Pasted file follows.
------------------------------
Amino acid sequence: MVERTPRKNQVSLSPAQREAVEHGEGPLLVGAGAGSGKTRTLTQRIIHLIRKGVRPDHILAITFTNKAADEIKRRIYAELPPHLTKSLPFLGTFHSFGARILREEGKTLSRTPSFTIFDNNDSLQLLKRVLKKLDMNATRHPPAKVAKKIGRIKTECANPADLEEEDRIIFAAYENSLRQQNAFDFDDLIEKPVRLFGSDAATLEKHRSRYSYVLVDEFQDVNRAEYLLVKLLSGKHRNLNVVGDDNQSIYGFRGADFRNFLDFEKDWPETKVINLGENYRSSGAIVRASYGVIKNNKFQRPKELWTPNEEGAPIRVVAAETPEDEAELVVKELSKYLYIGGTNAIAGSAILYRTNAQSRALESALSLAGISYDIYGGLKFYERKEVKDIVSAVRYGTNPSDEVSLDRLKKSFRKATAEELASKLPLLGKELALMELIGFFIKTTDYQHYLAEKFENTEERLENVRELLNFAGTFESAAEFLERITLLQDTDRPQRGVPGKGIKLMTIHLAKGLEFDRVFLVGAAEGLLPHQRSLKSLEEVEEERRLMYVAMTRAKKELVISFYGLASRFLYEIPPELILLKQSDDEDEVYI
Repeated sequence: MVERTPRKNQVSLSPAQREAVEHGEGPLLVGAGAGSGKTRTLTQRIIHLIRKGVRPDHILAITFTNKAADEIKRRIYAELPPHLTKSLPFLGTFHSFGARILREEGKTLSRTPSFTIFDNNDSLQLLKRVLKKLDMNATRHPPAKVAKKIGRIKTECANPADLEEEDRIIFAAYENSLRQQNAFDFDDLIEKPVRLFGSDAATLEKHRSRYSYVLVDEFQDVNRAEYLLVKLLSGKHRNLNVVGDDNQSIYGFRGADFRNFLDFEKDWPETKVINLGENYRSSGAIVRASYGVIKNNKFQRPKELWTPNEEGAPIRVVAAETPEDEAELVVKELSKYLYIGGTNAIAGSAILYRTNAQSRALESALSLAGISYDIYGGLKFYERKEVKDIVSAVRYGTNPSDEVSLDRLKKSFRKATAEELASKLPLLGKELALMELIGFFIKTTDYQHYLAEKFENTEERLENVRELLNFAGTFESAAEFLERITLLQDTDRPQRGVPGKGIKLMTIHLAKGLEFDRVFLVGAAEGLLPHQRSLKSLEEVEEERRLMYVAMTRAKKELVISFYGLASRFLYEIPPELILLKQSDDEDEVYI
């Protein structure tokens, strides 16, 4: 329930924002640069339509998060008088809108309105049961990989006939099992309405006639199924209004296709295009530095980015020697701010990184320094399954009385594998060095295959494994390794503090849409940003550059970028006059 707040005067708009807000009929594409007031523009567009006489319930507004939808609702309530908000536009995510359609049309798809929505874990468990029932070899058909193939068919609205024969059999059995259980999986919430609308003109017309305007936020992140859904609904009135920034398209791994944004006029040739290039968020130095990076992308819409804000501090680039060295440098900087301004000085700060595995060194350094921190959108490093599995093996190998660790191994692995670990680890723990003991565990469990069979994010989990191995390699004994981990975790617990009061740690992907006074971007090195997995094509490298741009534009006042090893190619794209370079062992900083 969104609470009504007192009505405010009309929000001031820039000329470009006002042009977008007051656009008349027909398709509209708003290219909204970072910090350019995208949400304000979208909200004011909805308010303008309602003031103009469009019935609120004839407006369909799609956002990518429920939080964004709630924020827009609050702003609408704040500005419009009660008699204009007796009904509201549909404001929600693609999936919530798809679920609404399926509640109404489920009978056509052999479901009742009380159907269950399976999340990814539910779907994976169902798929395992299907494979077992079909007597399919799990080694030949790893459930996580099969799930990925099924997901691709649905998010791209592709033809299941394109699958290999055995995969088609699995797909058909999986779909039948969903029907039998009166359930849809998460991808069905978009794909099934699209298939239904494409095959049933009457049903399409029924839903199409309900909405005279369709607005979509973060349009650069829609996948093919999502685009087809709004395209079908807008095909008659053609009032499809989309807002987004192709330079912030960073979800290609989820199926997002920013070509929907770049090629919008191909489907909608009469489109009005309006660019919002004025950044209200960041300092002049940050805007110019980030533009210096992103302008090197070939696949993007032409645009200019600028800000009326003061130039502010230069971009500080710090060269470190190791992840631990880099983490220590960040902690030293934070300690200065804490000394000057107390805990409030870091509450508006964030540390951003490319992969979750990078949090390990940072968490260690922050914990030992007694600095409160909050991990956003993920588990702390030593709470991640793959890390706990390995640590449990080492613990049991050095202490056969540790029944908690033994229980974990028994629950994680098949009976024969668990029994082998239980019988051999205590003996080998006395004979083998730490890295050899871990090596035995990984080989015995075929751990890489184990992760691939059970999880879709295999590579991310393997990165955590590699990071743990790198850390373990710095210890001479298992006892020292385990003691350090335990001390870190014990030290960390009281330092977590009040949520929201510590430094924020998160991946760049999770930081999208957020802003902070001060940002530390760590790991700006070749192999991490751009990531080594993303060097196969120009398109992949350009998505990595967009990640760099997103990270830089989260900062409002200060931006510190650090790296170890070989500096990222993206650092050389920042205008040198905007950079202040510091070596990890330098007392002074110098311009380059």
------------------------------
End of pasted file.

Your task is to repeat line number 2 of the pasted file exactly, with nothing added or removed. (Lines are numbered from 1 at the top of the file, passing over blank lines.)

Repeated sequence: MVERTPRKNQVSLSPAQREAVEHGEGPLLVGAGAGSGKTRTLTQRIIHLIRKGVRPDHILAITFTNKAADEIKRRIYAELPPHLTKSLPFLGTFHSFGARILREEGKTLSRTPSFTIFDNNDSLQLLKRVLKKLDMNATRHPPAKVAKKIGRIKTECANPADLEEEDRIIFAAYENSLRQQNAFDFDDLIEKPVRLFGSDAATLEKHRSRYSYVLVDEFQDVNRAEYLLVKLLSGKHRNLNVVGDDNQSIYGFRGADFRNFLDFEKDWPETKVINLGENYRSSGAIVRASYGVIKNNKFQRPKELWTPNEEGAPIRVVAAETPEDEAELVVKELSKYLYIGGTNAIAGSAILYRTNAQSRALESALSLAGISYDIYGGLKFYERKEVKDIVSAVRYGTNPSDEVSLDRLKKSFRKATAEELASKLPLLGKELALMELIGFFIKTTDYQHYLAEKFENTEERLENVRELLNFAGTFESAAEFLERITLLQDTDRPQRGVPGKGIKLMTIHLAKGLEFDRVFLVGAAEGLLPHQRSLKSLEEVEEERRLMYVAMTRAKKELVISFYGLASRFLYEIPPELILLKQSDDEDEVYI